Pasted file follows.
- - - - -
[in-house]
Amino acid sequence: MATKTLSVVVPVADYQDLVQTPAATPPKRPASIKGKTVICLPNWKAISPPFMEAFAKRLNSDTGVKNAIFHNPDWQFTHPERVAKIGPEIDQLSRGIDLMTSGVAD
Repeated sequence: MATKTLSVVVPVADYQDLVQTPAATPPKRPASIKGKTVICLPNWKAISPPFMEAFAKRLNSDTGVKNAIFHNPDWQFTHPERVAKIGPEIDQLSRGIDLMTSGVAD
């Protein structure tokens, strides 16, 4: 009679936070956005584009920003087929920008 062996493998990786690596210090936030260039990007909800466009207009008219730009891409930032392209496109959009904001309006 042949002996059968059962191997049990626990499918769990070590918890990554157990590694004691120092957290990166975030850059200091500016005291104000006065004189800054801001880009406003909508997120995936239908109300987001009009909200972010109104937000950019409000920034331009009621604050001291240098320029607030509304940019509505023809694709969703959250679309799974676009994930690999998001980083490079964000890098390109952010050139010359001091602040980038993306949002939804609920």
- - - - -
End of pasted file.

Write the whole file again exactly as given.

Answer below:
[in-house]
Amino acid sequence: MATKTLSVVVPVADYQDLVQTPAATPPKRPASIKGKTVICLPNWKAISPPFMEAFAKRLNSDTGVKNAIFHNPDWQFTHPERVAKIGPEIDQLSRGIDLMTSGVAD
Repeated sequence: MATKTLSVVVPVADYQDLVQTPAATPPKRPASIKGKTVICLPNWKAISPPFMEAFAKRLNSDTGVKNAIFHNPDWQFTHPERVAKIGPEIDQLSRGIDLMTSGVAD
């Protein structure tokens, strides 16, 4: 009679936070956005584009920003087929920008 062996493998990786690596210090936030260039990007909800466009207009008219730009891409930032392209496109959009904001309006 042949002996059968059962191997049990626990499918769990070590918890990554157990590694004691120092957290990166975030850059200091500016005291104000006065004189800054801001880009406003909508997120995936239908109300987001009009909200972010109104937000950019409000920034331009009621604050001291240098320029607030509304940019509505023809694709969703959250679309799974676009994930690999998001980083490079964000890098390109952010050139010359001091602040980038993306949002939804609920």